The project shows how far car makers are willing to go these days to get inside the heads of their customers. Auto manufacturers have long used focus groups to get feedback on models in development, but many go well beyond that. Ford Motor Co. now creates an imaginary persona for the target customer of new models -- inventing, for example, an Asian-American teacher in her early 30s named Jenny for its just-launched Fusion. DaimlerChrysler AG's Chrysler Group even creates rooms to reflect the personalities of these imaginary customers. (See Chrysler's made-up customers get real living space at agency.)
 
 Volkswagen's Moonraker is part of an effort to turn around the fortunes of the company's U.S. operation, where it has lost more than $1 billion in each of the past two years as a result of declining sales, unfavorable exchange rates and quality problems. It hasn't helped that for years engineers in VW's headquarters in Wolfsburg, Germany, paid little attention to feedback from U.S. customers asking for roomier, more functional vehicles such as minivans and sport-utility vehicles.
 
 The first results of the effort will be on display this week at the Los Angeles auto show, where VW will unveil a fun, high-tech, three-wheel concept vehicle geared toward the Southern California market, described as a combination of its sporty GTI and a motorcycle.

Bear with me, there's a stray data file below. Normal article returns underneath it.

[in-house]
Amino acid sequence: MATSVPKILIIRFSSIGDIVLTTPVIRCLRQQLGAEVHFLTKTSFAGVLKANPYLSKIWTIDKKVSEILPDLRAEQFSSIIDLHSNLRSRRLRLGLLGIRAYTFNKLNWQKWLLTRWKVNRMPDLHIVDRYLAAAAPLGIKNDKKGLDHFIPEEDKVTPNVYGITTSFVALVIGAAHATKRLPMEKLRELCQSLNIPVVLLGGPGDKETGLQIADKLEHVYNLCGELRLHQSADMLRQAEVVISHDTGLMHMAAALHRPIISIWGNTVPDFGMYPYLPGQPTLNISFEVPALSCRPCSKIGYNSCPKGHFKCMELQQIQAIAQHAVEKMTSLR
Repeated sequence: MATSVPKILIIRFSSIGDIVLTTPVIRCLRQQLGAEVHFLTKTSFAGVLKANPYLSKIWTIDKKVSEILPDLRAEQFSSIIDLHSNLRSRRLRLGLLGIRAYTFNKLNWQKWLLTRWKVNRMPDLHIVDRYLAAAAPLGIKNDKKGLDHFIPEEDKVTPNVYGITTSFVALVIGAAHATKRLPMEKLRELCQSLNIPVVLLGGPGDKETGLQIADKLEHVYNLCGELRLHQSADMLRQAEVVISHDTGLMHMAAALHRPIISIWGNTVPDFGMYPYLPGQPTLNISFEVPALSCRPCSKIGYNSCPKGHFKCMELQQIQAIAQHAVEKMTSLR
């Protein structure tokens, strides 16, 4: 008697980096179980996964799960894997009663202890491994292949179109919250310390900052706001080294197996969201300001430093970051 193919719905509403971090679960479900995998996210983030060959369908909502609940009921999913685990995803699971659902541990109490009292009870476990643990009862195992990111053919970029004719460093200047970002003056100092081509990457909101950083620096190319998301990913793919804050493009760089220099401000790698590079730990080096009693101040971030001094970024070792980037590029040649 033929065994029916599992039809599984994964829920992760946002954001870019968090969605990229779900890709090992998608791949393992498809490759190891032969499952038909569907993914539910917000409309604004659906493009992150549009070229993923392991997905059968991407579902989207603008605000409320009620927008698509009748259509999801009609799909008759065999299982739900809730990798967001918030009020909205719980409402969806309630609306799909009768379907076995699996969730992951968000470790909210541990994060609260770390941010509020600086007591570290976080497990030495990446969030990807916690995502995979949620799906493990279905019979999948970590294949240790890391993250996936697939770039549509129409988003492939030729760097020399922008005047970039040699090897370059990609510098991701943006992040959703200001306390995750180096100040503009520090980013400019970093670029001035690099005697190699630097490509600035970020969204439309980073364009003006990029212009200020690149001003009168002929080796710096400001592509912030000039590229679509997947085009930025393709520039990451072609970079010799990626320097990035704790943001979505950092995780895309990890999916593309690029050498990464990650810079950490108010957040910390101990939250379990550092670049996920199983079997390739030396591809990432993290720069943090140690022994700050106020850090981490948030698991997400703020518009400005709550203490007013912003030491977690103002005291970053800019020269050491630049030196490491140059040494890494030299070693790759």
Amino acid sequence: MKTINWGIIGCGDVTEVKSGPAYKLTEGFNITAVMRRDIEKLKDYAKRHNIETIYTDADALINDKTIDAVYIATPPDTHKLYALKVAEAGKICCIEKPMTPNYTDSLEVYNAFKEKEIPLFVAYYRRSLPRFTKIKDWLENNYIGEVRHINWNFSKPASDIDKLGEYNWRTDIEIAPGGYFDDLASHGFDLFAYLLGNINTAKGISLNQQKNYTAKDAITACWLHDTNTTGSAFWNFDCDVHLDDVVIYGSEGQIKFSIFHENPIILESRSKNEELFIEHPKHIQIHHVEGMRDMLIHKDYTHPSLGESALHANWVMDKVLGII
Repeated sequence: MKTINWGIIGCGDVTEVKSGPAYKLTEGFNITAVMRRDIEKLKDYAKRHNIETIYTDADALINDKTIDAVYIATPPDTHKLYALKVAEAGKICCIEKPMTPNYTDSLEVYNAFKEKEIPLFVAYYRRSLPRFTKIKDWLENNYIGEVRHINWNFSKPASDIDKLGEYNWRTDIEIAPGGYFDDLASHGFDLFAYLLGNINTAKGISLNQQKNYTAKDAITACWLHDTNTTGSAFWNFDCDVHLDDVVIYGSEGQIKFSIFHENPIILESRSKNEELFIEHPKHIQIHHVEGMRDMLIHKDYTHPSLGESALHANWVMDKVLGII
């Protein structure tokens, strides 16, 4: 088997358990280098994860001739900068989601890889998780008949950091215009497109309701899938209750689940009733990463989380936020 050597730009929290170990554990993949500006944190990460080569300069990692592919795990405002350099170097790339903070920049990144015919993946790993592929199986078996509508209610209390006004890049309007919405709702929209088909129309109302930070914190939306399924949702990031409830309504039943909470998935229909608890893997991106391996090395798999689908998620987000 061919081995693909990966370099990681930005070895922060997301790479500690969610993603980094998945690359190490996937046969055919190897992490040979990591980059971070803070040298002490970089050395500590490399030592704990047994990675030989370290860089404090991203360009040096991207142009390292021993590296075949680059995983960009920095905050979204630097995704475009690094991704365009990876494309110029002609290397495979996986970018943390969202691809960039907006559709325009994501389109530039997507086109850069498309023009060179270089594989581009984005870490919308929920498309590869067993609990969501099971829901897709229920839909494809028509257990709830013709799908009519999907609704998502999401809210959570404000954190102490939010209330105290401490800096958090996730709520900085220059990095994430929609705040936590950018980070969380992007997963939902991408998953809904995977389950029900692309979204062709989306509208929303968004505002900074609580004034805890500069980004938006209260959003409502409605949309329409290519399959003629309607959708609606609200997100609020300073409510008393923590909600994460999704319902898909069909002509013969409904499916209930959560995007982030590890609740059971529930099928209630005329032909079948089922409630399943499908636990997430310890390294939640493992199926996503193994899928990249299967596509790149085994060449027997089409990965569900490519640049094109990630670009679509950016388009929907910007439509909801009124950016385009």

Although the company has its American headquarters in Auburn Hills, Mich., and a design center in Simi Valley, Calif. (which helped develop the auto show car), the U.S. never had a strong voice in Wolfsburg.
 
 "We needed a totally different approach," says Stefan Liske, VW's director of product strategy and creator of Moonraker. "We asked ourselves, 'Do we really know everything about this market?' "
 
 In December 2004, VW put together the Moonraker team of 19 European and four U.S. engineering, marketing, design and sales staffers. Two months later, the team members came to the U.S. to live and work until June 2006. In their first 24 days in the country, the team traveled to 24 states, visiting the Mall of America in Bloomington, Minn., the Rock and Roll Hall of Fame in Cleveland and the World of Coca-Cola museum in Atlanta. In Dallas, the members went to a rodeo and a drag race. In Daytona Beach, Fla., they found out what spring break means for American high-school and college students. They also tried out every form of transportation, including taking subway rides, driving rental cars and taking red-eye flights. They had to drive a different vehicle every week.